July 26 2014 Latest news:
Wednesday, May 14, 2014
Councillors seek further clarity on proposed highway works and expressed concerns about cumulative impact on the area
NORTH Devon councillors have deferred a decision on 115 new homes on the outskirts of Barnstaple this morning (Wednesday).
The outline proposals for Northfield Lane, Pilton, were being recommended for approval by planning officers but councillors felt they needed more information about proposed highway works, which could see a roundabout built at the hospital junction, and also expressed concerns about the cumulative impact the development might have.
Planners were worried that this site, along with several others being discussed for the Pilton area, could have a ‘serious impact’ on traffic levels – particularly for the area’s abundance of emergency services.
Last month, the council approved plans for plans for 80 new homes on a green field site across the road at Trayne Farm, next to North Devon District Hospital.
A further planning consent for 101 new homes on the hospital site itself – as well as a staff campus of 112 apartments and 18 homes – was granted in 2012.
Plans for 43 new homes at neighbouring Westaway Plain are still being considered by the council.
The district council’s emerging local plan has also set aside an area to the south of the hospital for development – which could see up to 200 more homes built.
A number of local residents spoke to oppose the Northfield Lane plans, which were rejected by Barnstaple Town Council, to outline fears about traffic congestion and the separation distance to existing houses at Lynbro Road - fears shared by the district council’s planning committee.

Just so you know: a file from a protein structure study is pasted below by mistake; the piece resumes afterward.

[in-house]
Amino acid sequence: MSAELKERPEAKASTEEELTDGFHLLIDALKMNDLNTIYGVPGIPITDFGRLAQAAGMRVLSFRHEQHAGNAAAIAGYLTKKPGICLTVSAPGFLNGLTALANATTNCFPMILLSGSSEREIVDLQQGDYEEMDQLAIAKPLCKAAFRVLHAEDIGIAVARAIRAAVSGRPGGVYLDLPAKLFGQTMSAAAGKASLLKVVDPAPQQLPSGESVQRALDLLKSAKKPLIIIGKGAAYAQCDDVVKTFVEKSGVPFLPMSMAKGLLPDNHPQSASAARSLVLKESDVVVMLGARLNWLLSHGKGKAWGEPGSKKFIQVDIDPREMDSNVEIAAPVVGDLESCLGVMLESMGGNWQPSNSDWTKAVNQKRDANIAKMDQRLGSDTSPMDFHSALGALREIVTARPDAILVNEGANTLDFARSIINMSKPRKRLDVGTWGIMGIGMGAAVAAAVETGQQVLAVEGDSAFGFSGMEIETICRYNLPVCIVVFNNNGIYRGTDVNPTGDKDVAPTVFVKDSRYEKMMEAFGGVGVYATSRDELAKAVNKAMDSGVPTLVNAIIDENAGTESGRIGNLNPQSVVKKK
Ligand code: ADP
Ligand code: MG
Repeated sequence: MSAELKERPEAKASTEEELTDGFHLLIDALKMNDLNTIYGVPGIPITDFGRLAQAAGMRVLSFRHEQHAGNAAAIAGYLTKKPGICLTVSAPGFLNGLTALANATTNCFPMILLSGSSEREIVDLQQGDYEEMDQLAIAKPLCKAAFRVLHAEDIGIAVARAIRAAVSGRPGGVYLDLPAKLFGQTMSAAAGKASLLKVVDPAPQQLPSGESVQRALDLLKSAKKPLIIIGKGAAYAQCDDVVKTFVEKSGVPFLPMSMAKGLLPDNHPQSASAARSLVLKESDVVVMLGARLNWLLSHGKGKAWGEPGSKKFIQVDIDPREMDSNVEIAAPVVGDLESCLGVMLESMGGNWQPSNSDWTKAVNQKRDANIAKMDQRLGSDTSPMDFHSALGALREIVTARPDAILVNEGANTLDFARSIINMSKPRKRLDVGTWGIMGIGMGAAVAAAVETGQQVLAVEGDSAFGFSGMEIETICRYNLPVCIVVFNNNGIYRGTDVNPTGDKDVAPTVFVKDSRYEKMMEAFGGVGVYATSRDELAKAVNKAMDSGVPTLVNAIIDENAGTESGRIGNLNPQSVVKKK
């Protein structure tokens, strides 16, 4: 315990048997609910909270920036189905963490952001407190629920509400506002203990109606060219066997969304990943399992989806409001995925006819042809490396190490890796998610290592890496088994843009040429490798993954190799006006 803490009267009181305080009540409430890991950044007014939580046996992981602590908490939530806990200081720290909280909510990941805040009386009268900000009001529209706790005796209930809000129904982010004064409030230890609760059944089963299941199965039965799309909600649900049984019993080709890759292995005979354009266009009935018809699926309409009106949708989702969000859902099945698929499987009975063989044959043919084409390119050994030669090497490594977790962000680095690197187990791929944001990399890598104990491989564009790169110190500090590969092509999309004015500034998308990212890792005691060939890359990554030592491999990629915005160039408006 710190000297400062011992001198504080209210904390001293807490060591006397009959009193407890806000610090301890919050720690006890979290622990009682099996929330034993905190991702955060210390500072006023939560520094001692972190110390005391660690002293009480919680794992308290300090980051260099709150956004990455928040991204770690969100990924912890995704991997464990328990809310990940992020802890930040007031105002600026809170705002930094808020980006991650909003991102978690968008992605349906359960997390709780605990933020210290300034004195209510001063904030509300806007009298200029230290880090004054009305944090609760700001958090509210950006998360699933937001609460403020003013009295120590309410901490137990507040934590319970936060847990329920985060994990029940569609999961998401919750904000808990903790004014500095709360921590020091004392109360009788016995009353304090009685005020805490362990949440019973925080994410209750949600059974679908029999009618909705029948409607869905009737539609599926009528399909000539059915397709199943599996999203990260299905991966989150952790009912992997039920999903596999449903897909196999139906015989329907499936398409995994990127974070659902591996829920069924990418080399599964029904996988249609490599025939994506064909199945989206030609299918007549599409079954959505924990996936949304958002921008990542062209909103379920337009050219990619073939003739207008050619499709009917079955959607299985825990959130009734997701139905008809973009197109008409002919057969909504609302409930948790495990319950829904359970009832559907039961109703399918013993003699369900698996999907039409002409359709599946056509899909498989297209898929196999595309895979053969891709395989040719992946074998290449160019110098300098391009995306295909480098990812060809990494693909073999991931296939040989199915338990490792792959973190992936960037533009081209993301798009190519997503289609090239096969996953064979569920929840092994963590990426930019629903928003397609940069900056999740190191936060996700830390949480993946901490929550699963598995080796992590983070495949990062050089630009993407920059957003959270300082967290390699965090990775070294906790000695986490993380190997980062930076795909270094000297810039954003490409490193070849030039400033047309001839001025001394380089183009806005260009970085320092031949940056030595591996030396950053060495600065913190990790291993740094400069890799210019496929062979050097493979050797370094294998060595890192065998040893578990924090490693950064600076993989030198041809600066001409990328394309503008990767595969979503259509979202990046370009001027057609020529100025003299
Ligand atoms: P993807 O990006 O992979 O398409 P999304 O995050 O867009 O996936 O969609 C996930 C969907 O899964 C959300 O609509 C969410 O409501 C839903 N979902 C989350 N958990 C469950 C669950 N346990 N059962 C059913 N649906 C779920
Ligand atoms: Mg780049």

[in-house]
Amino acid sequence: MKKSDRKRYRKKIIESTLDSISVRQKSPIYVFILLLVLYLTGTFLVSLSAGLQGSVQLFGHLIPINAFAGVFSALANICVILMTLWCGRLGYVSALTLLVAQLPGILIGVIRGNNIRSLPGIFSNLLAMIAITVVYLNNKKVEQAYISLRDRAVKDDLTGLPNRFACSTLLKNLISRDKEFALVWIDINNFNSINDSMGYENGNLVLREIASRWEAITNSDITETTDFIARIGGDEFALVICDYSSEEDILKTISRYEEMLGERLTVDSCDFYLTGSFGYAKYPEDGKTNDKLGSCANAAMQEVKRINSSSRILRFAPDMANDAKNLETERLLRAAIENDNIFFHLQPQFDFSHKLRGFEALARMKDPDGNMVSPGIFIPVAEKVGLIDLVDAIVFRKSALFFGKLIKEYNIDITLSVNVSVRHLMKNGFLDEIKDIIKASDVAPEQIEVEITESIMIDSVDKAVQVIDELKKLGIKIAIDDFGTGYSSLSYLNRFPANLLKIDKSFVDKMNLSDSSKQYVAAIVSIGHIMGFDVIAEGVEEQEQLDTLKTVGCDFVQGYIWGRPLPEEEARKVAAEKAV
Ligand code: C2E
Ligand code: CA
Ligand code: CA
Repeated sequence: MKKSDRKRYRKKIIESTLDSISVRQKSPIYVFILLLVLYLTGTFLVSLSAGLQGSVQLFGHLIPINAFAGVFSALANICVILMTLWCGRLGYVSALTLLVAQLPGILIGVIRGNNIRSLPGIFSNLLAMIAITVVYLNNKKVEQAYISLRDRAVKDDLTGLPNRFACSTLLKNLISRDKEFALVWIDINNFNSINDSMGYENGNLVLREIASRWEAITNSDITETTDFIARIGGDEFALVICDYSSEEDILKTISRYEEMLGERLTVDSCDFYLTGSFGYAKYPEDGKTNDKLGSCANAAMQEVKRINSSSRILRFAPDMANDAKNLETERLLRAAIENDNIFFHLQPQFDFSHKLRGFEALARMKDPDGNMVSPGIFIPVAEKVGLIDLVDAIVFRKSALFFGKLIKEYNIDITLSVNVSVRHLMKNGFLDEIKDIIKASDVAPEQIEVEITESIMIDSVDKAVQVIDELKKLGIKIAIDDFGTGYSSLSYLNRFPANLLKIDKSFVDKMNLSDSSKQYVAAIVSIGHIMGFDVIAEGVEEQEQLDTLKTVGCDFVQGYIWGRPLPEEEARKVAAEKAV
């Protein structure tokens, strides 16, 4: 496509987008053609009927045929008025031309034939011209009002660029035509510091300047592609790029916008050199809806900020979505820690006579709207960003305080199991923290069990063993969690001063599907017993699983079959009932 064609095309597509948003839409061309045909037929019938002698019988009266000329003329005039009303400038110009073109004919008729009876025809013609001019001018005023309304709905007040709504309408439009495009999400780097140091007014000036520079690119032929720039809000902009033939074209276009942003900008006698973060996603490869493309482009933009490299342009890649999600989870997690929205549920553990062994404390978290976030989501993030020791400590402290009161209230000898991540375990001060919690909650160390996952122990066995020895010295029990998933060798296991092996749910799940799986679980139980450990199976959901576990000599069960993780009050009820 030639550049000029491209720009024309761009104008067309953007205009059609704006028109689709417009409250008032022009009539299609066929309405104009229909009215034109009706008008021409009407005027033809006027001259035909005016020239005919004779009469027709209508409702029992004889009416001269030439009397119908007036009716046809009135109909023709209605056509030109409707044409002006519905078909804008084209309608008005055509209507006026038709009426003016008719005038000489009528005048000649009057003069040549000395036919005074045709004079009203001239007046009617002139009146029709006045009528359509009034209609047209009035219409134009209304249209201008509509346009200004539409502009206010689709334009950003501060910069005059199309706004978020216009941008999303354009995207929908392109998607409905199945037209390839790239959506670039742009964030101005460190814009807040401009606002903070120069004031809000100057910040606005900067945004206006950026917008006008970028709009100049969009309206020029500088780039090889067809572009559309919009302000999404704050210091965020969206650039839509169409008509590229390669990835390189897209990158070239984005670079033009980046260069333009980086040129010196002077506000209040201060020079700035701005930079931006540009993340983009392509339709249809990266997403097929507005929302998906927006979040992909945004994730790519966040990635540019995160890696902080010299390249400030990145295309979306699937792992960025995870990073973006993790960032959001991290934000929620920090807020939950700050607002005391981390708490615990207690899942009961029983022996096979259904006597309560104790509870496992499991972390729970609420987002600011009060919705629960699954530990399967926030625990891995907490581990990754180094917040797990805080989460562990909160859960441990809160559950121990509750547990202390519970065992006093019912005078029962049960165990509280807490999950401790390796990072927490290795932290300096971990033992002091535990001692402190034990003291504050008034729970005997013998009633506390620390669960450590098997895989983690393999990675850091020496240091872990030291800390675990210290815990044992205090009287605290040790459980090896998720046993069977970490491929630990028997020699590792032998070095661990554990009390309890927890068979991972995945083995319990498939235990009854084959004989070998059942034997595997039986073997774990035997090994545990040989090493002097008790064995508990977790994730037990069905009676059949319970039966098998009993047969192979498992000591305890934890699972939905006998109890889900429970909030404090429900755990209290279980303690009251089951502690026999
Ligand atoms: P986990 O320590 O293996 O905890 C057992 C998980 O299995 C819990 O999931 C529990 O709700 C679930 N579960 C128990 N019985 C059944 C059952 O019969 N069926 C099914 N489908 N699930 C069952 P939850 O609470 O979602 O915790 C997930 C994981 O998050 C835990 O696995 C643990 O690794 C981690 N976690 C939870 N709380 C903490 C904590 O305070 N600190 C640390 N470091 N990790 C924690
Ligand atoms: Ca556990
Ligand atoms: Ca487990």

Councillor David Worden pointed to the impact that the added volume of traffic as a result of development could have on the emergency services, as ambulances, fire engines and police cars are all stationed in the Pilton area.
District planning officers said that although the development would result in the loss of ‘good agricultural land’, it would deliver much-needed open market and affordable housing.
“This is another difficult one for us to decide,” said Cllr Joe Tucker. “I agree with some of the people making recommendations today but I would be struggling to think of something to say to get this application refused and I don’t want to leave this council open to thousands and thousands of pounds of costs (if the decision was overturned at appeal) which would go back on the tax payer.
“I would move deferment because Devon County Council is asking for £25,000 for road improvements, but there are no detailed plans for how that would be used yet.”
Around 30 of the houses would also be built outside of the emerging development boundary, another point which was deemed ‘unnecessary’ by councillors.
Councillor Glynn Lane added that the density of the proposed housing development, at 40 per hectare, would be too high, given that the density was less than half that in the surrounding area.